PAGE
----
Two decades ago, the publishing company I worked for relocated. I was out of a job, and I decided then to freelance. The decision wasn’t easy. I faced a sluggish economy. If freelance statistics were correct, I was setting myself up to fail. Still, I decided to try. Here I am, twenty years later, still freelancing! It hasn’t always been easy, but it has been worth it.
If you are thinking about freelancing, here are some pros and cons.
PROS . . .
You are the boss (most of the time). You own your business; you are responsible for every aspect. Still, you need to remember that yours is a service business. In that way you work for your clients.
You can pursue your passion. If writing is your thing, you can write. Maybe you love editing or consulting. Freelancing allows you to pursue what you love.
You control when you work. No more 9-to-5 job. You choose when you work; however, this comes with a hitch—you need to be self-disciplined and manage yourself to make the most of your work time.
You control where you work. All you need is a laptop and you can take your office anywhere. Using Skype or Facetime, you can even meet with faraway clients in your home, a coffee house, or wherever.
You get to choose. Maybe you want to specialize in an area that suits you, or maybe you want a lot of variety. You get to choose the kinds of projects you work on.
CONS . . .
You wear many hats. Freelancing means that you do all the creative work as well as sales and marketing, invoicing, signing contracts, troubleshooting technology, keeping track of tax deductible business expenses, making estimated tax payments, and so on.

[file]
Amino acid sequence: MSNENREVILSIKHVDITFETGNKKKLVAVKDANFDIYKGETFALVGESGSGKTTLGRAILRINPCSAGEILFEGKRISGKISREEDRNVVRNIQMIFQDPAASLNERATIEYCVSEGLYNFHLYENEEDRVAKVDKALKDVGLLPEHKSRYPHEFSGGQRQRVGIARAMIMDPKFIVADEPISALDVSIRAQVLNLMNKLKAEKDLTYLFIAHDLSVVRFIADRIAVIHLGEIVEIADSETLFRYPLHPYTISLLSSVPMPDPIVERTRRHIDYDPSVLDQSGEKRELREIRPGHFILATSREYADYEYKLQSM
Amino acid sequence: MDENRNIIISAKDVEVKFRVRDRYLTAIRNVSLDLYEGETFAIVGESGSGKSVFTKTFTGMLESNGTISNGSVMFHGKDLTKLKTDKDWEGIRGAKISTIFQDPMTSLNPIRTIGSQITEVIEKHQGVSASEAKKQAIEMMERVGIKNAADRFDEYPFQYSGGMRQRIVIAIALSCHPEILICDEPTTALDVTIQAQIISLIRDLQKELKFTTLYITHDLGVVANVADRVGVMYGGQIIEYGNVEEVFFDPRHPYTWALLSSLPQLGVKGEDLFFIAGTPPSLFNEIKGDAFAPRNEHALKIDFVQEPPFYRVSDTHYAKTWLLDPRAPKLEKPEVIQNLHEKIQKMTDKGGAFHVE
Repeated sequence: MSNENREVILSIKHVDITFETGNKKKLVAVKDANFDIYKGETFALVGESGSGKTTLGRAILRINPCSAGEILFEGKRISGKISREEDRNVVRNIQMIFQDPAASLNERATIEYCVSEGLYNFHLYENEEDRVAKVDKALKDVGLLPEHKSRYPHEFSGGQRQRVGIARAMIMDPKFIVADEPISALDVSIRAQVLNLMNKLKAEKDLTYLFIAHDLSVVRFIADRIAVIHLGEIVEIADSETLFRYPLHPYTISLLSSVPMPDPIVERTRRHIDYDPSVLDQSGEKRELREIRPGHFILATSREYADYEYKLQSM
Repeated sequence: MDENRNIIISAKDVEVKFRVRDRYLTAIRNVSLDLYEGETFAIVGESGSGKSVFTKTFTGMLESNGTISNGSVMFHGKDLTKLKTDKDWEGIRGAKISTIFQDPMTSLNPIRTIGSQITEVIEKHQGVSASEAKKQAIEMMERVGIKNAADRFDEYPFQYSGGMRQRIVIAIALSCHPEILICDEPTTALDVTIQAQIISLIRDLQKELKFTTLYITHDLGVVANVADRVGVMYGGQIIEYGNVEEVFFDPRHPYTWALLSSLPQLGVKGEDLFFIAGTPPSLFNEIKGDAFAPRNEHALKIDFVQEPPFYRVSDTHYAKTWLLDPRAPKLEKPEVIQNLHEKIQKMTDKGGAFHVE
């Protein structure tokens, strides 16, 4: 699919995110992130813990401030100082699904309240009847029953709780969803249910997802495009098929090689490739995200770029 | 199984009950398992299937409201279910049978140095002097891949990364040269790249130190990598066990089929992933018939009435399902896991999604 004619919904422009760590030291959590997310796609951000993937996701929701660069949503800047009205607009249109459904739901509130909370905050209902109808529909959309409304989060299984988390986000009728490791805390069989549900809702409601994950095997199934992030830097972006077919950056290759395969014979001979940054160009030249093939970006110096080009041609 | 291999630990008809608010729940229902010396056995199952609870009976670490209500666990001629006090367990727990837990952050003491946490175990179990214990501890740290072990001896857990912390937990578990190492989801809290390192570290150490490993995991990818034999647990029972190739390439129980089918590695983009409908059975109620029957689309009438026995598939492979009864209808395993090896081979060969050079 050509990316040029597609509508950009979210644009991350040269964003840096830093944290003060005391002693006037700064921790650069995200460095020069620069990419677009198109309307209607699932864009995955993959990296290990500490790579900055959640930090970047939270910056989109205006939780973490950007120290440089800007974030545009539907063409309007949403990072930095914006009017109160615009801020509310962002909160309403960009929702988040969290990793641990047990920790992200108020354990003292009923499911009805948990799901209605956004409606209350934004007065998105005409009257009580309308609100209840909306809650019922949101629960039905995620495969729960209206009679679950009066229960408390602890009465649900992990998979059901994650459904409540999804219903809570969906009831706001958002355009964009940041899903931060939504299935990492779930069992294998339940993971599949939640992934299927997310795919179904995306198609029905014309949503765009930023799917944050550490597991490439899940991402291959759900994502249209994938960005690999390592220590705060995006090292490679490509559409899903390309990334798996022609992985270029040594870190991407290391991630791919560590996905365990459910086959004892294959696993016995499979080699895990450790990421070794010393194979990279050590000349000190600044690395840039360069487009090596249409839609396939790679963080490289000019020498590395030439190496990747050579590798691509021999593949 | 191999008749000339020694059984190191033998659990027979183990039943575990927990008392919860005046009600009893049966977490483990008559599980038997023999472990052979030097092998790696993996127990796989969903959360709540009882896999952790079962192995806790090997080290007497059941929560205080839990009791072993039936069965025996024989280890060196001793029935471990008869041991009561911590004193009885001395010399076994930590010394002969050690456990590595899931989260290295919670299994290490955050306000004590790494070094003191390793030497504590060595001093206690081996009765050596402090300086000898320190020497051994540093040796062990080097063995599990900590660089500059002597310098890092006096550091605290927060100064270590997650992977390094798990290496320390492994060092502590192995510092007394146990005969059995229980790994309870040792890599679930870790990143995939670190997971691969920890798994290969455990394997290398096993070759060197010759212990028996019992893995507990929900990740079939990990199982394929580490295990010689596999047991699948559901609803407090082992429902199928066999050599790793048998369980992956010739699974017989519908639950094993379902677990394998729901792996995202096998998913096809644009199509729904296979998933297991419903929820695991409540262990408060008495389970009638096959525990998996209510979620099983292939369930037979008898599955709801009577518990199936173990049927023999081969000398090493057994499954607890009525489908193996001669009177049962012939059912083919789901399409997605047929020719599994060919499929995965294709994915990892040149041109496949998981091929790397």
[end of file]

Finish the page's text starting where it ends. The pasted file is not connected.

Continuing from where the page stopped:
Your salary is unpredictable. You can’t control when projects come or how much you might earn in any given month. Often, you can’t control when you get paid. Some clients pay 50% when the contract is signed and 50% on the project’s completion. Others pay 100% on completion. Most pay within 30 days and others 60 or even 90 days.
Your schedule is unpredictable. You never know when a client will contact you with a project. All projects have deadlines. You need to decide how much work you can take on and still meet those deadlines. Sometimes, your calendar will be wide open. Other times, you will be juggling several projects at once and even have to turn projects down.
You worry about job security. There will be times when work is slow. Maybe you lost a big client. The publishing industry might be in a slump. There are many reasons to be concerned when you have no work for weeks or even months. It’s important to expect and to plan ahead for those times.
You feel isolated. Freelancing comes with independence and that can lead to isolation. You are the boss, but you have no employees. Your partners are your clients, but your relationship with them exists only in emails and occasional phone calls. Unless you make a real effort to take your office to other venues, you will be working at home all the time.
Weigh the pros and cons. Then ask yourself, “Is this for me?” If your answer is, “Yes,” then get going. Dive in. See where the journey takes you.
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